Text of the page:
Cease-fire shaky in Republic of Congo
Cease-fire shaky in Republic of Congo
Jun. 12, 1997
BRAZZAVILLE, Republic of Congo (AP) _ Fresh gun battles and occasional shelling threatened Thursday to derail a cease-fire between soldiers and a private militia, while French troops scrambled to rescue foreigners still caught in the anarchy of this central African country.
While the fierce battles of the past week had subsided, fighting still shook the capital, Brazzaville, gaining in intensity through the afternoon. Both sides appeared to be girding for further clashes.
About two dozen government soldiers positioned themselves in a ditch near the French Embassy behind a line of mounted assault rifles, ready to respond to militia attacks.
The radio station of militia leader Gen. Denis Sassou-Nguesso resumed anti-government broadcasts Thursday and claimed Sassou-Nguesso was in control of 75 percent of the city. A French military spokesman said the figure was closer to 50 percent.
President Pascal Lissouba and Sassou-Nguesso announced a truce Wednesday following a week of clashes that broke out when Lissouba attempted to disarm Sassou-Nguesso's private Cobra militia.
The two have been bitter rivals for years, and tensions have increased in the run-up to July presidential elections in which both are candidates.
Lissouba, who defeated Sassou-Nguesso in 1992 elections, said he wanted to immobilize Sassou-Nguesso's men to prevent campaign violence. Sassou-Nguesso, the former military ruler, says Lissouba was trying to spark clashes so he would have an excuse to delay the vote and retain power.
Few civilians appeared to have any faith in the cease-fire. The streets were deserted except for heavily armed gunmen and convoys of well-protected French soldiers looking for foreigners to assist.
Journalists accompanying a convoy through the Cobra-held Mpila neighborhood saw the body of a child apparently killed in cross fire, blood from a head wound pooling near his school bag. A man lay dead in a doorway among the burned buildings and bullet-pocked walls.
The smell of decomposing bodies wafted through streets littered with spent cartridges, clothing, papers, appliances, furniture and other goods dropped or discarded by looters.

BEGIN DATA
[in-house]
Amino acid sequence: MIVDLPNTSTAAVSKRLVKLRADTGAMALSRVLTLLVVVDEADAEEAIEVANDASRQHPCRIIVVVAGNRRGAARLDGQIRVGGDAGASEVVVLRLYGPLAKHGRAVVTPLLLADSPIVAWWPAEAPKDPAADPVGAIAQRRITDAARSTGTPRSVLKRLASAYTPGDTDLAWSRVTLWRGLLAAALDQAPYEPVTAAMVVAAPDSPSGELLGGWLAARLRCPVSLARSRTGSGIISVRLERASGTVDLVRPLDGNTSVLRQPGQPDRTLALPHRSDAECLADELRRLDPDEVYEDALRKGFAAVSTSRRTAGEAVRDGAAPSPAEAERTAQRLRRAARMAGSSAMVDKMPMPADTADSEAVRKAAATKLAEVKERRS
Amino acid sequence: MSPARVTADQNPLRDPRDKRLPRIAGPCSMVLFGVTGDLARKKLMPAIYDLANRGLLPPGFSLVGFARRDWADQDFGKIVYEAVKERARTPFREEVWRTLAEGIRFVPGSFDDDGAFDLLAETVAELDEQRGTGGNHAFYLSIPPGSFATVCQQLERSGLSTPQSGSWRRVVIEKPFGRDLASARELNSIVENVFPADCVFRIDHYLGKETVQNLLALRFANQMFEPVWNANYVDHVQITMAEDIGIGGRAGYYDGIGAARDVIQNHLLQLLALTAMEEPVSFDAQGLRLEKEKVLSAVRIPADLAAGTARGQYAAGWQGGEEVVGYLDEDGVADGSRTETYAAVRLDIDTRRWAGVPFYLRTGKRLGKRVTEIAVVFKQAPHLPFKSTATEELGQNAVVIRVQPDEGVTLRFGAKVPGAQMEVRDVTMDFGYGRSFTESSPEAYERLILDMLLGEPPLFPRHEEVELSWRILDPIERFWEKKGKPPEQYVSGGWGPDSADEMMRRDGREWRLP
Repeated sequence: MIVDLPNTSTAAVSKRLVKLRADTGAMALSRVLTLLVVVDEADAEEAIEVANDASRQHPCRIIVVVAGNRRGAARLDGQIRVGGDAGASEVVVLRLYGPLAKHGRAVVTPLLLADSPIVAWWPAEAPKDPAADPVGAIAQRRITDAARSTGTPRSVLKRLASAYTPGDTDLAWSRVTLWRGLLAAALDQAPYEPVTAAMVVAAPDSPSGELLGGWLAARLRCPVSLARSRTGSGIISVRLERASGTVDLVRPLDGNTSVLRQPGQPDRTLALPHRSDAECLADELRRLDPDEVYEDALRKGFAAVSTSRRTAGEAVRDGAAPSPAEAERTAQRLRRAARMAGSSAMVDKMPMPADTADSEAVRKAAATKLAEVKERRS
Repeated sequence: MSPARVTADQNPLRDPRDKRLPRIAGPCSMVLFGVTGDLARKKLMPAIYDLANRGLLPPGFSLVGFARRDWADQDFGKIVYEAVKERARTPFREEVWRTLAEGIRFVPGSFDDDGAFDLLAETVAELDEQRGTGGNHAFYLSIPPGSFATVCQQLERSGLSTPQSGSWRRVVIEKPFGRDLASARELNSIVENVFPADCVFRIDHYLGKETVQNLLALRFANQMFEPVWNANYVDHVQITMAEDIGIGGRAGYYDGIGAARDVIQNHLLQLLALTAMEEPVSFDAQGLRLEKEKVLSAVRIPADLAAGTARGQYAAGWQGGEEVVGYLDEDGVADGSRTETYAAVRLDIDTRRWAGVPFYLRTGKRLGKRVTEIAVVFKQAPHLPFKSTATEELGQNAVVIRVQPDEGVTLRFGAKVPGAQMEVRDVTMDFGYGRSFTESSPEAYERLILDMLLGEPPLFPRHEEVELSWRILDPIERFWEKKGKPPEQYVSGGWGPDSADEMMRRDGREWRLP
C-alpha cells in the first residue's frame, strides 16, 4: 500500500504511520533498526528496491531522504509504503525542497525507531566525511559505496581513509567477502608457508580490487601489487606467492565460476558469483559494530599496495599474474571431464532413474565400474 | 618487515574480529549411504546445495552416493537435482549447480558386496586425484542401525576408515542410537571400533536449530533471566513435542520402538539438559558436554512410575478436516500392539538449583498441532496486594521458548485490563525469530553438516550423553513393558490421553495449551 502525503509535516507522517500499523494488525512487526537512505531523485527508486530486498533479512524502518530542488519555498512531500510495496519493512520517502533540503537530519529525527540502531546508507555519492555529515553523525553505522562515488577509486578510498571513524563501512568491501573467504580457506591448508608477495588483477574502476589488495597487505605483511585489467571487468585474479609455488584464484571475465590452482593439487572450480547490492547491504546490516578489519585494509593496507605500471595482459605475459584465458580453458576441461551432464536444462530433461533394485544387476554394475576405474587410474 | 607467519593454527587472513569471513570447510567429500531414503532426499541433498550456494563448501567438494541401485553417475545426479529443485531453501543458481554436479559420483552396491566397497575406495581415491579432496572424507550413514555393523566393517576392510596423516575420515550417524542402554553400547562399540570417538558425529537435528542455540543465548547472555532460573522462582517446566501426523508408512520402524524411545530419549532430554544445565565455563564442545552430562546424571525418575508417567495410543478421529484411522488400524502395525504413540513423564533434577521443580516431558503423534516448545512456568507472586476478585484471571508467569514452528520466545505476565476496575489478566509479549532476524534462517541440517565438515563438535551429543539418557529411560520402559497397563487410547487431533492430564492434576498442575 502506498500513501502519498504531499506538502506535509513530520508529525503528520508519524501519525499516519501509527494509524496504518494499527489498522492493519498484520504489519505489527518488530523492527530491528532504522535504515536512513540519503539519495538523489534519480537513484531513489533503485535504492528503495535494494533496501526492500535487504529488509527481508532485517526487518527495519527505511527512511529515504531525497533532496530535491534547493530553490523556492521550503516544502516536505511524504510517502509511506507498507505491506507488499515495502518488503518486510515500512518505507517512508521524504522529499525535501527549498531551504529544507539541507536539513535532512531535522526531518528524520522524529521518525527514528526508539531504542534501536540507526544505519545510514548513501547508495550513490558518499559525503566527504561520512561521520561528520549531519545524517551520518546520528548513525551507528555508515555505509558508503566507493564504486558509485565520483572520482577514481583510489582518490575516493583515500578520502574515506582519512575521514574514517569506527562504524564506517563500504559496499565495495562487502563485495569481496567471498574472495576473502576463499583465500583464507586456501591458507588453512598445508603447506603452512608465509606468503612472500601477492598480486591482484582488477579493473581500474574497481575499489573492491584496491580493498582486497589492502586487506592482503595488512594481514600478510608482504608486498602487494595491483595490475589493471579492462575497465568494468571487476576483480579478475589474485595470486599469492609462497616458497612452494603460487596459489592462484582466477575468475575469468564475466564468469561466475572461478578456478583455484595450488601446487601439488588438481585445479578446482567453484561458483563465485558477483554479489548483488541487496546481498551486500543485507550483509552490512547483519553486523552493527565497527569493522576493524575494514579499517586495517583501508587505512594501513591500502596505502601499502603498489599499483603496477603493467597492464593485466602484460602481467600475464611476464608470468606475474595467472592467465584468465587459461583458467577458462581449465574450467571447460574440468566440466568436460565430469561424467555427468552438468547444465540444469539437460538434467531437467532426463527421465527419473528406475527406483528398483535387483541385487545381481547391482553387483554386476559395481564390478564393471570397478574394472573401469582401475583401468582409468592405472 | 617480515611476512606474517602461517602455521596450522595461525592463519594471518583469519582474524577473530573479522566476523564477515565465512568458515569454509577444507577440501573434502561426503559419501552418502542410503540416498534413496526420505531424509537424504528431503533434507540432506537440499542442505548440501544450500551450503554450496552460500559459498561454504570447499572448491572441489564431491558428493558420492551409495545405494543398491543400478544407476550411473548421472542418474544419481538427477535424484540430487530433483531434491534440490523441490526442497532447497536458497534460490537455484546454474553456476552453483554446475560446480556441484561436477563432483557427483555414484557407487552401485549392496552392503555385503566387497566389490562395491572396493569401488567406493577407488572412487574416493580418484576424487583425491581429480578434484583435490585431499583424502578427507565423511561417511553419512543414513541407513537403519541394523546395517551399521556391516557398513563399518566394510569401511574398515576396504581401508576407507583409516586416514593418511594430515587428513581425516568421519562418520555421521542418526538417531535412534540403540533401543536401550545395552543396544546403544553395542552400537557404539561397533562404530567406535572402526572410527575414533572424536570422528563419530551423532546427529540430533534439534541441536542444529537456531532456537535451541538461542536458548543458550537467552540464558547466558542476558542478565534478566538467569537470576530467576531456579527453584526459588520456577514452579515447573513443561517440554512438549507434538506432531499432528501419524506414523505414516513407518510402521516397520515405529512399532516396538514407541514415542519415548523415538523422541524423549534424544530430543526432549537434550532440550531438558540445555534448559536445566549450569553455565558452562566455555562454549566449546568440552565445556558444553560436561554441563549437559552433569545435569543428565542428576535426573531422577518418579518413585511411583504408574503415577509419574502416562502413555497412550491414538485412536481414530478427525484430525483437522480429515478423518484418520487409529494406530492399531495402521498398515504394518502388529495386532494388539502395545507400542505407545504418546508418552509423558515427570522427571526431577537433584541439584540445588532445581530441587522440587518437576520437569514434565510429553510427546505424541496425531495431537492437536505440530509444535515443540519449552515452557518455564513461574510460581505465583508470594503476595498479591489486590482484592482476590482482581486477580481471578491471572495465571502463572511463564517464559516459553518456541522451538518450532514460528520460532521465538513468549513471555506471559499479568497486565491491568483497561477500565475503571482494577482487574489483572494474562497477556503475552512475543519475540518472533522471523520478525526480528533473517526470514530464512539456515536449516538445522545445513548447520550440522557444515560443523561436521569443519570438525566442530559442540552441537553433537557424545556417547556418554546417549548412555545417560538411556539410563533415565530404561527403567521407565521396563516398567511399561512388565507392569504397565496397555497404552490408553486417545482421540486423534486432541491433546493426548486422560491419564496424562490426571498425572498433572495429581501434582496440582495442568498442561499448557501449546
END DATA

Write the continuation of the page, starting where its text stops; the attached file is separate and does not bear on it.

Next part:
The truce announcement raised hopes that peace talks could soon begin, but fighting still raged Thursday around the international airport and in several pockets of Brazzaville.
About 3,200 people have been airlifted out of the city, including 500 Thursday. They included more than a dozen Russians picked up at the Russian Embassy and five American embassy workers taken from the U.S. compound.
French military spokesman Alexis Jaraud said each side held about half the city and neither had advanced since the cease-fire. The faction leaders' weak organization was one reason; another was the presence of about 1,000 French troops, particularly at the airport, which is in the middle of Cobra and government territory.
``We couldn't fire in the direction of the government forces without risking hitting French evacuees,'' Sassou-Nguesso said in an interview with French radio. In the same interview, Sassou-Nguesso said the July election should take place on schedule but with international supervision.
``We are ready to respect the cease-fire. We didn't shoot last night, but the other side are idiots,'' said Roch Ipangue, a rebel militia commander. Another gunman, Nbongo Dafoas, 17, said he been fighting since he was 11. He wore a blue track suit and red bandana and carried an AK-47.
Combatants say the latest fighting has killed hundreds, mainly civilians, but aid workers have been unable to get outside to confirm those reports.
In the Centreville neighborhood, flies swarmed over two bodies in the road, one of them a man in uniform sprawled across a traffic officer's podium in the center of an intersection.
Not far from that scene, government soldiers were emptying the big Score department store of electronics goods, clothes, and major appliances _ even a refrigerator _ and loading them onto a truck.
The residence of the director of the French oil company ELF was cleaned out by looters, except for elegant African art objects left behind. Lawns of other houses were littered with goods.
Frenchman Jacques Bailly approached the passing French convoy and said he, his dog and a guard had remained in his house through the unrest. ``I stayed hoping it would calm down, that they would talk and find a solution,'' said Bailly. ``These are some of the nicest people in Africa. It is crazy to come to this.''